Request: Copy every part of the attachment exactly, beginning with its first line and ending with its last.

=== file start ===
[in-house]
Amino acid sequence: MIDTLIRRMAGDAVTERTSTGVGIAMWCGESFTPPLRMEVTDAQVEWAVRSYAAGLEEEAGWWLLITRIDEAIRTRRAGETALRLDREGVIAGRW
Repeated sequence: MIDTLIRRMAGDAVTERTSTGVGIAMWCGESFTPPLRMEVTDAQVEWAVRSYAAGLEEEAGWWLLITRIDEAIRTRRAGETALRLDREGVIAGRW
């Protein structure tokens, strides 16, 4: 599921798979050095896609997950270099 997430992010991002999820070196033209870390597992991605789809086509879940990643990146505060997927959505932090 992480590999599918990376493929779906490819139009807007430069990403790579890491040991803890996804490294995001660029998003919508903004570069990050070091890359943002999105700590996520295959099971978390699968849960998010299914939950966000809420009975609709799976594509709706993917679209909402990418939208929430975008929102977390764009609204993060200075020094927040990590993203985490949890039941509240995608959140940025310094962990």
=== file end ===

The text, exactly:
[in-house]
Amino acid sequence: MIDTLIRRMAGDAVTERTSTGVGIAMWCGESFTPPLRMEVTDAQVEWAVRSYAAGLEEEAGWWLLITRIDEAIRTRRAGETALRLDREGVIAGRW
Repeated sequence: MIDTLIRRMAGDAVTERTSTGVGIAMWCGESFTPPLRMEVTDAQVEWAVRSYAAGLEEEAGWWLLITRIDEAIRTRRAGETALRLDREGVIAGRW
């Protein structure tokens, strides 16, 4: 599921798979050095896609997950270099 997430992010991002999820070196033209870390597992991605789809086509879940990643990146505060997927959505932090 992480590999599918990376493929779906490819139009807007430069990403790579890491040991803890996804490294995001660029998003919508903004570069990050070091890359943002999105700590996520295959099971978390699968849960998010299914939950966000809420009975609709799976594509709706993917679209909402990418939208929430975008929102977390764009609204993060200075020094927040990590993203985490949890039941509240995608959140940025310094962990």